Thomas Demand

Tate Gallery

In an essay on Dürer, Roger Fry complained about the “perverted technical ingenuity” of German art; it was the product, he felt, of a society that privileged “acrobatic feats” of technique. Fry would surely have given short shrift to virtuosos such as Andreas Gursky, that master of the computer-assisted photographic print, and perhaps even to his younger compatriot, the Berlin-based photographer Thomas Demand.

Demand is known for taking photographs of three-dimensional models of modernist architecture that he painstakingly constructs in his studio from paper and cardboard. In a further twist, these models are often inspired by photographic images found in newspapers and books. The artist has now made his first film, Tunnel, for a show in the Tate Gallery’s projects space. As far as technical ingenuity is concerned, Demand has managed to surpass even his own high standards.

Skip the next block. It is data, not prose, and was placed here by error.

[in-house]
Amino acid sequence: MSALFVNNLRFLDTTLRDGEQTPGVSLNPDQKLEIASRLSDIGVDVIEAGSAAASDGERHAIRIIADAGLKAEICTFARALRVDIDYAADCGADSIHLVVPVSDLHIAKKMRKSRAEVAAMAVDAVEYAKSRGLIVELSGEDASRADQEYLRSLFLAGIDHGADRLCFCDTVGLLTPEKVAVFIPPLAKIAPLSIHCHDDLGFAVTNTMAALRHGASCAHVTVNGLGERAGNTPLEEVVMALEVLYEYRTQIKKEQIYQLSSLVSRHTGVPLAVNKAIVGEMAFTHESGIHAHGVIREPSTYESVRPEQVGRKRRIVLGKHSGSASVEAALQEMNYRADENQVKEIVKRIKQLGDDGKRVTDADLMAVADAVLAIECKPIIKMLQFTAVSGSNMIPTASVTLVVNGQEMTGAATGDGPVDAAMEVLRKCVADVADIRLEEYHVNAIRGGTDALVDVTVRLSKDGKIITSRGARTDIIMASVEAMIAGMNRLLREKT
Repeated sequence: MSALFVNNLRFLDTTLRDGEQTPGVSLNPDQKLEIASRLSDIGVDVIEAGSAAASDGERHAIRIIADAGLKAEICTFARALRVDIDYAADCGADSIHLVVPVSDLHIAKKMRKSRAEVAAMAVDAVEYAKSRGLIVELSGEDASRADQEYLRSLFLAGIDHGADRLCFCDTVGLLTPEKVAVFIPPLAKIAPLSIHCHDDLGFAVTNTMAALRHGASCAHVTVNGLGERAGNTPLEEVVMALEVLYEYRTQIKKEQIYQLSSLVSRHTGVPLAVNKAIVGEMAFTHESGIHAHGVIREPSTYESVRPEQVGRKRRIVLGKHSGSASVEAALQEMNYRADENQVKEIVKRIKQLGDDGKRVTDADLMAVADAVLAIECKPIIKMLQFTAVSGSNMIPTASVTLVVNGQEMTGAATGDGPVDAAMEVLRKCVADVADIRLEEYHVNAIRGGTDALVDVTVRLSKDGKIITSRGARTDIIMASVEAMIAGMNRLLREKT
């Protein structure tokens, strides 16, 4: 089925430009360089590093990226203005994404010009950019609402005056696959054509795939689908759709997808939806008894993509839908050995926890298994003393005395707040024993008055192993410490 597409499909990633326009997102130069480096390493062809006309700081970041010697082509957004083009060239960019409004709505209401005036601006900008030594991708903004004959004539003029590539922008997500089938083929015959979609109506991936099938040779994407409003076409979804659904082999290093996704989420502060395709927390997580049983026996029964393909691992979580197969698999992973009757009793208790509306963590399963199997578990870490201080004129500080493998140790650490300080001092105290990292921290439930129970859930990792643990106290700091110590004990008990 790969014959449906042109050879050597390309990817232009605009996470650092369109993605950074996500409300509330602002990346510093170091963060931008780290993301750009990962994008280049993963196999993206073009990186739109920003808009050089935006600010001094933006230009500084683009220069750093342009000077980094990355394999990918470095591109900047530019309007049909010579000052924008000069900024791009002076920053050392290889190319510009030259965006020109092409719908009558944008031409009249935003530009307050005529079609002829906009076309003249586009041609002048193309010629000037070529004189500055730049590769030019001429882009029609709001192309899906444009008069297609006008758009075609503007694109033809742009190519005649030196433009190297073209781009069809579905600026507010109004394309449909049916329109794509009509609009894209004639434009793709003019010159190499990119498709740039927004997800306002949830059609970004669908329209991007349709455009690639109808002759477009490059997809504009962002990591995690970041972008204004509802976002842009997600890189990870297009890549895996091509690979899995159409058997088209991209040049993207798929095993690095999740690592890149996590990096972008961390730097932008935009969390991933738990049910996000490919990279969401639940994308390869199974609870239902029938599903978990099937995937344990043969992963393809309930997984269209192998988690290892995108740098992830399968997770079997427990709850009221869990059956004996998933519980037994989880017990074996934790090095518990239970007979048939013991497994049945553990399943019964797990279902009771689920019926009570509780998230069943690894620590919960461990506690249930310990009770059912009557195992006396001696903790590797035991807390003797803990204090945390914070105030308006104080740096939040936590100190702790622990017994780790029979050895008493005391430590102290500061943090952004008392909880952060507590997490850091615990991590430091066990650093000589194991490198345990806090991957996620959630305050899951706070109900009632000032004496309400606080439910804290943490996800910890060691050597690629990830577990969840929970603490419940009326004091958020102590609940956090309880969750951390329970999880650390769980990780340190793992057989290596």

The set for the

to keep reading

Artforum print subscribers have full access to this article. If you are a subscriber, sign in below.

Not registered for Register here.

SUBSCRIBE NOW for only $50 a year—65% off the newsstand price—and get the print magazine plus full online access to this issue and our archive.*

Order the PRINT EDITION of the April 1999 issue for $17 or the ONLINE EDITION for $5.99.

* This rate applies to U.S. domestic subscriptions.